26/ Mar’19

Oil rises 2 percent as tightening supplies take focus

Green New Deal: We need an all of the above climate-change policy, EY U.S. Oil and Gas Leader says

EY U.S. Oil and Gas Leader Deborah Byers on the state of the oil market, the Green New Deal and U.S. energy exports.

Oil rose 2 percent on Tuesday as attention centered on geopolitical factors tightening supplies that are leading to falling exports from Venezuela and declining U.S. inventories.

Despite concerns about weaker demand due to an economic slowdown, oil prices have risen more than 25 percent this year, supported by supply curbs by the Organization of the Petroleum Exporting Countries plus allies, and losses due to U.S. sanctions on Iran and Venezuela.

“We're seeing increasing attention paid to what is going on in Venezuela and to the affect of sanctions,” said Gene McGillian, director of market research at Tradition Energy.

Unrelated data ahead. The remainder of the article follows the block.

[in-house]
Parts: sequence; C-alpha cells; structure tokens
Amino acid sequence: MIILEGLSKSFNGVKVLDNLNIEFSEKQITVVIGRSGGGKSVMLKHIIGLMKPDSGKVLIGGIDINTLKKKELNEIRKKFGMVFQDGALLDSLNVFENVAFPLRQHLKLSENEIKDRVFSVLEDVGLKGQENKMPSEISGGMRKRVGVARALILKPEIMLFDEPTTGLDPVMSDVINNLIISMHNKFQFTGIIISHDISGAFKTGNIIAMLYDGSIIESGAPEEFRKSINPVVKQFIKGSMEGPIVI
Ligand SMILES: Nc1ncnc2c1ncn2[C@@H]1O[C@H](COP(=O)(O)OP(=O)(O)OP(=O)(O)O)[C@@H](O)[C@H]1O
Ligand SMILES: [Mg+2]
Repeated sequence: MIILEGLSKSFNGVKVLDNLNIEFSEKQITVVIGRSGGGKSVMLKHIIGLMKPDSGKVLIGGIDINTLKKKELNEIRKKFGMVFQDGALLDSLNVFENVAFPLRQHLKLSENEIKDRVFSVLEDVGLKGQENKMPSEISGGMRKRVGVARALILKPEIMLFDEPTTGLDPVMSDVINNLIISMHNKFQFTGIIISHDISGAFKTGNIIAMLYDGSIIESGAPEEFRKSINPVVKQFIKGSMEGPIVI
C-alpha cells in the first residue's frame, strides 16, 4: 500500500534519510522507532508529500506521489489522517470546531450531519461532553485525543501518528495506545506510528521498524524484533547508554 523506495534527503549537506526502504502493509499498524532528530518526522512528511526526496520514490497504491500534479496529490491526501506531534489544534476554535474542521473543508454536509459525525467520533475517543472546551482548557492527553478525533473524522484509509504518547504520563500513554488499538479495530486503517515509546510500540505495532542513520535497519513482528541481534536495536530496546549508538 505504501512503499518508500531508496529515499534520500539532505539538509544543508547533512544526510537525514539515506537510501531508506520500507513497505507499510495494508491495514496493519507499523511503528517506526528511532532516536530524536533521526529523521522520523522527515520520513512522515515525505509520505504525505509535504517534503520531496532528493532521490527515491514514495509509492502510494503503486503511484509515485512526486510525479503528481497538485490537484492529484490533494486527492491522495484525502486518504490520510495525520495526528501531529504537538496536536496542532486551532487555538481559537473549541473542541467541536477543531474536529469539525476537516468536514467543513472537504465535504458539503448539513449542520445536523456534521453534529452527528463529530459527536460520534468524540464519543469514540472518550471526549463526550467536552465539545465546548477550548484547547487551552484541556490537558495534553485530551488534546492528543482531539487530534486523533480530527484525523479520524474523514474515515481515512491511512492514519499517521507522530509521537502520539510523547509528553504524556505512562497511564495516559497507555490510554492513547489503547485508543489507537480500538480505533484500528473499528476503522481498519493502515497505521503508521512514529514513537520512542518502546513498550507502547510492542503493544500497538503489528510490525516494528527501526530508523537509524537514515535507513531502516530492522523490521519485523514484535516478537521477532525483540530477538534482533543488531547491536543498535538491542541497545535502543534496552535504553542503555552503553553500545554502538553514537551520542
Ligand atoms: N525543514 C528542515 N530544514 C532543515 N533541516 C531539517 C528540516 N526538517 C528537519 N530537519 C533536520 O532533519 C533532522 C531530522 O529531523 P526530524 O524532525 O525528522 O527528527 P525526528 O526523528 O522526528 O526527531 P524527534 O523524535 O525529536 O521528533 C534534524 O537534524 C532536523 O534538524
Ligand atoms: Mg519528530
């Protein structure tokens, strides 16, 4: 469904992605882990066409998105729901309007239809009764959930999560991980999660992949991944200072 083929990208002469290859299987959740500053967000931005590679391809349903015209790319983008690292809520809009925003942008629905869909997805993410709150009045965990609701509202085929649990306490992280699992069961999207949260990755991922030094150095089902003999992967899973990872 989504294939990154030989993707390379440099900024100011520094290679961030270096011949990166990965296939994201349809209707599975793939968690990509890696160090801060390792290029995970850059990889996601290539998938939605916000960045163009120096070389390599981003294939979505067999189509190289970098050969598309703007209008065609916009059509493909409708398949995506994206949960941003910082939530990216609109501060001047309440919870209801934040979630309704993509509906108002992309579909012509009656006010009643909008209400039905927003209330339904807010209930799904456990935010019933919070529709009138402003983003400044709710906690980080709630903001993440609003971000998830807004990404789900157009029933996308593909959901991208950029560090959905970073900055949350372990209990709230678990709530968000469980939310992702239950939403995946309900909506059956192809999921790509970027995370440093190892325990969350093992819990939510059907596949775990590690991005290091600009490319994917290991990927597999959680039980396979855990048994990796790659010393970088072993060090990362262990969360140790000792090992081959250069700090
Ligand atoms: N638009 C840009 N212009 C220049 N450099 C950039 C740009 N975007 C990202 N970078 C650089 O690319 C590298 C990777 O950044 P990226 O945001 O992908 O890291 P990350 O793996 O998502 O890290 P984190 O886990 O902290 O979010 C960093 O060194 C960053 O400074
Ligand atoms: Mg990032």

“Buyers are driving price higher due to expectations that tightening of waivers on U.S. sanctions on Iran will create a tighter fundamental picture,” he said.

Another power cut in Venezuela, the second to hit the OPEC nation this month, raised concern about the country's oil exports.

Brent was up 79 cents at $68.00 a barrel by 11:59 a.m. EDT (1559 GMT), not far from its 2019 high of $68.69 reached on March 21.

U.S. crude futures' gains were sharper, rising $1.25 a barrel, or 2.1 percent, to $60.07, ahead of weekly inventory data.

U.S. crude inventories were forecast to have fallen last week by 2.4 million barrels in what would be a third straight weekly decline. Industry data from the American Petroleum Institute is due at 4:30 p.m., followed by the government's report on Wednesday.

Worries about demand have limited oil's rally as manufacturing data from Asia, Europe and the United States pointed to an economic slowdown, although bullish bets by some investors are rising.

“So far, demand concerns have not proven too much of a headwind,” analysts at JBC Energy wrote.

Investor concern over the global economy had intensified on Friday after disappointing German and U.S. factory data led to an inversion of the U.S. Treasury yield curve, which some see as a leading indicator of recession.

“Recession risks have risen to the highest since 2008,” said Ole Hansen, head of commodity strategy at Saxo Bank.

(Additional reporting by Alex Lawler in London and Henning Gloystein in Singapore; Editing by Marguerita Choy and Alexander Smith)